Quick Start: Node.js & MongoDB - How to Read Documents

Lauren Schaefer

#Node.js
Quick Start Node.js and MongoDB

Welcome (or welcome back!) to the MongoDB and Node.js Quick Start series! In the first post, I walked you through how to connect to a MongoDB database using a Node.js script. In the second post, I built on code we created in the first post to show you how to create MongoDB documents from inside of a Node.js script.

Today, we’ll build on what we’ve done already and move on to the next CRUD operation: read. We’ll work through the basics of querying for one document and querying for many documents.

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Find a Document

Let’s begin by querying for an Airbnb listing in the listingsAndReviews collection by name. If you’re new to this series, check out the previous post where we dive into the details of how data is stored in this sample database.

We can query for a document by calling Collection’s findOne(). findOne() will return the first document that matches the given query. Even if more than one document matches the query, only one document will be returned.

findOne() has only one required parameter: a query of type object. The query object can contain zero or more properties that MongoDB will use to find a document in the collection. If you want to query all documents in a collection without narrowing your results in any way, you can simply send an empty object.

Since we want to search for an Airbnb listing with a particular name, we will include the name field in the query object we pass to findOne(): findOne({ name: nameOfListing }).

Our function to find a listing by querying the name field could look something like the following:

async function findOneListingByName(client, nameOfListing) {
    result = await client.db("sample_airbnb").collection("listingsAndReviews").findOne({ name: nameOfListing }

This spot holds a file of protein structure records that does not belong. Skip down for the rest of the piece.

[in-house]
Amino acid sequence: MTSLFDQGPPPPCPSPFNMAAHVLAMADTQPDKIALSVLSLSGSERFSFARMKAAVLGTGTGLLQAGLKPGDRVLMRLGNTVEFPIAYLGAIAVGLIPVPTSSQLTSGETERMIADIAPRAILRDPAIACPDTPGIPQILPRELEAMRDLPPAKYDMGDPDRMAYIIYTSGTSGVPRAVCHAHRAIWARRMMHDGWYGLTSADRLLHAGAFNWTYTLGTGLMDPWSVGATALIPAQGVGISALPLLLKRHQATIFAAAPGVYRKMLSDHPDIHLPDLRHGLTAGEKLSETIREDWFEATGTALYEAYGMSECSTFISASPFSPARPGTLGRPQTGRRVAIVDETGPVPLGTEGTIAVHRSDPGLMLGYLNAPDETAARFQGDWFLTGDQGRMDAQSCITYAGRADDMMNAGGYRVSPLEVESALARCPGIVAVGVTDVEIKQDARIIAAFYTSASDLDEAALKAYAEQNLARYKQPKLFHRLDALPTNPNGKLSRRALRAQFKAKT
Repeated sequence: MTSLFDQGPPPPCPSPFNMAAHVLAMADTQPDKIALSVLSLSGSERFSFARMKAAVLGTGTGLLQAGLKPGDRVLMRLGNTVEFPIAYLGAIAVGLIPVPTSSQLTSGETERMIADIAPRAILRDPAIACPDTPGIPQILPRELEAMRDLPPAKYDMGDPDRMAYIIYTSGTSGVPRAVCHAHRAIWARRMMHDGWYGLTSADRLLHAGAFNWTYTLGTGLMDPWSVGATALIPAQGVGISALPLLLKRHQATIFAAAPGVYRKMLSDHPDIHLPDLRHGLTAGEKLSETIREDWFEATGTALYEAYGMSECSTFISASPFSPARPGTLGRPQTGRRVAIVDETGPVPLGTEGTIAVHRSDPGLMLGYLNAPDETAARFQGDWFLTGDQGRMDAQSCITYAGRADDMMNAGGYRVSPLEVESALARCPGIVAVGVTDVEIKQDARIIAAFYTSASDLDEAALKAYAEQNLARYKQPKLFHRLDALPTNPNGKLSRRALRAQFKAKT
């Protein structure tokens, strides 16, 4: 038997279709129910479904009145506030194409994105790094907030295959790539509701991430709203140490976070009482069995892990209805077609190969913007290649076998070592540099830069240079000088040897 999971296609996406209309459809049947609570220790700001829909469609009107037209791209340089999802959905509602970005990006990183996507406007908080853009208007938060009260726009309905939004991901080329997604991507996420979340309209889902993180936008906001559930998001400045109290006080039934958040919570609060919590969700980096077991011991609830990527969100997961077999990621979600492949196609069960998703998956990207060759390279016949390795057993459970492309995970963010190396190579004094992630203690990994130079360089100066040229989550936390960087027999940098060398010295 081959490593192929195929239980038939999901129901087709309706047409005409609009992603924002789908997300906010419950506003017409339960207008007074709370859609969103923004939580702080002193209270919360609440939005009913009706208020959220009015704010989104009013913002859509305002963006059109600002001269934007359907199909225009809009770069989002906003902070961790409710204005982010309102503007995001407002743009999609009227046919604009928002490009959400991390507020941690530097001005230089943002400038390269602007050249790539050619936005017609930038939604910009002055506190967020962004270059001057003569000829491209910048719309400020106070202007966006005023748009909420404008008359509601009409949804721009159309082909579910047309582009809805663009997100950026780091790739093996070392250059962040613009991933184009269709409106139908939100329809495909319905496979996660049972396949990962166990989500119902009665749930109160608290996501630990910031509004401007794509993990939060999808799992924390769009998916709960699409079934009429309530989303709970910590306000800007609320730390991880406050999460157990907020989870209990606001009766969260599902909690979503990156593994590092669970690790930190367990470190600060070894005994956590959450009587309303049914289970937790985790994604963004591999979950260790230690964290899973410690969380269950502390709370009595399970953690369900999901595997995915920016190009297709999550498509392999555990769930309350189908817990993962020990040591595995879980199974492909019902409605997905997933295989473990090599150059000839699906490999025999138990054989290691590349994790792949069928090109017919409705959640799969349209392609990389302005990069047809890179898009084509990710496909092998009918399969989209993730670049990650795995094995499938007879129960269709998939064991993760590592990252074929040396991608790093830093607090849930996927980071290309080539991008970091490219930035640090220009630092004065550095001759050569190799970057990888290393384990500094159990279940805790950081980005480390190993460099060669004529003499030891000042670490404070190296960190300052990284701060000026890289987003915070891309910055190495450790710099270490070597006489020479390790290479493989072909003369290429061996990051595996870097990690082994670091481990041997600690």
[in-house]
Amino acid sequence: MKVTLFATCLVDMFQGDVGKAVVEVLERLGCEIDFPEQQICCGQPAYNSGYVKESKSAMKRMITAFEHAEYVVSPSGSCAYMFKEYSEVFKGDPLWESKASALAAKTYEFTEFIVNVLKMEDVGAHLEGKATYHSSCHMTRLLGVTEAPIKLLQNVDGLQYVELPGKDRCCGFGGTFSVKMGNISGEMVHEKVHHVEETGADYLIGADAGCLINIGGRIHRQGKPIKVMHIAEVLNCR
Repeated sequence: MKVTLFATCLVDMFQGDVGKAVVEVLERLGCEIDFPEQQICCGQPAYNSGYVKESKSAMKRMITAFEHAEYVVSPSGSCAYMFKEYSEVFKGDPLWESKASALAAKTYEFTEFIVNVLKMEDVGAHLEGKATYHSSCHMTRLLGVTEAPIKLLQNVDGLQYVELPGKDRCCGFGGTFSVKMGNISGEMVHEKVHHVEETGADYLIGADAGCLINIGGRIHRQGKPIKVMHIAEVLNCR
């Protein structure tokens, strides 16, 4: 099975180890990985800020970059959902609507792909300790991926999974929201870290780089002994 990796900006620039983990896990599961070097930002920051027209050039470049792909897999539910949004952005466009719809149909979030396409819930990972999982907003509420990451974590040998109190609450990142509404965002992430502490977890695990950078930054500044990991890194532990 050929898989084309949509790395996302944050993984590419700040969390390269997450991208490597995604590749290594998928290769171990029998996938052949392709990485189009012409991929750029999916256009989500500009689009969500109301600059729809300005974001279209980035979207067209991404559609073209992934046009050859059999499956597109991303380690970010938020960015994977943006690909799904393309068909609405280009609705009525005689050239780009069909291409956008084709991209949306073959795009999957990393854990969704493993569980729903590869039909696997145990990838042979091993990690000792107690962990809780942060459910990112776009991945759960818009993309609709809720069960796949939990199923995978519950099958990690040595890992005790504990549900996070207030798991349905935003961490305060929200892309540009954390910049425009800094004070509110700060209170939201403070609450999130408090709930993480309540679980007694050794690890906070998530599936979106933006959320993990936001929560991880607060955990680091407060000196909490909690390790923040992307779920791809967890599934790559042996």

);
 
    if (result) {
        console.log(`Found a listing in the collection with the name '${nameOfListing}':`);
        console.log(result);
    } else {
        console.log(`No listings found with the name '${nameOfListing}'`);
    }
}

We can call this function by passing a connected MongoClient as well as the name of a listing we want to find. Let's search for a listing named "Infinite Views" that we created in a previous post.

await findOneListingByName(client, "Infinite Views");

If you've created the documents as described in the previous post in this blog series, the output would be something like the following.

Found a listing in the db with the name 'Infinite Views':
{ _id: 5da9b5983e104518671ae128,
  name: 'Infinite Views',
  summary: 'Modern home with infinite views from the infinity pool',
  property_type: 'House',
  bedrooms: 5,
  bathrooms: 4.5,
  beds: 5 }

Note that the _id of the document in your database will not match the _id in the sample output above. For more details on _id, see the previous post in this series.

Find Multiple Documents

Now that you know how to query for one document, let’s discuss how to query for multiple documents at a time. We can do so by calling Collection’s find().

Similar to findOne(), the first parameter for find() is the query object. You can send zero to many properties inside the query object.

Let’s say we want to search for all Airbnb listings that have minimum numbers of bedrooms and bathrooms. We could do so by making a call like the following:

client.db("sample_airbnb").collection("listingsAndReviews")
        .find({
            bedrooms: { $gte: minimumNumberOfBedrooms },
            bathrooms: { $gte: minimumNumberOfBathrooms }
        }
        );

As you can see above, we have two properties in our query object: one for bedrooms and one for bathrooms. We can leverage the $gte comparison query operator to search for documents that have bedrooms greater than or equal to a given number. We can do the same to satisfy our minimum number of bathrooms requirement. MongoDB provides a variety of other comparison query operators that you can utilize in your queries. See the official documentation for more details.

The query above will return a Cursor. A Cursor allows traversal over the result set of a query.

You can also use Cursor’s functions to modify what documents are included in the results. For example, let’s say we want to sort our results so that those with the most recent reviews are returned first. We could use Cursor’s sort() function to sort the results using the last_review field. We could sort the results in descending order (indicated by passing -1 to sort()) so that listings with the most recent reviews will be returned first. We can now update our existing query to look like the following.

const cursor = client.db("sample_airbnb").collection("listingsAndReviews")
        .find({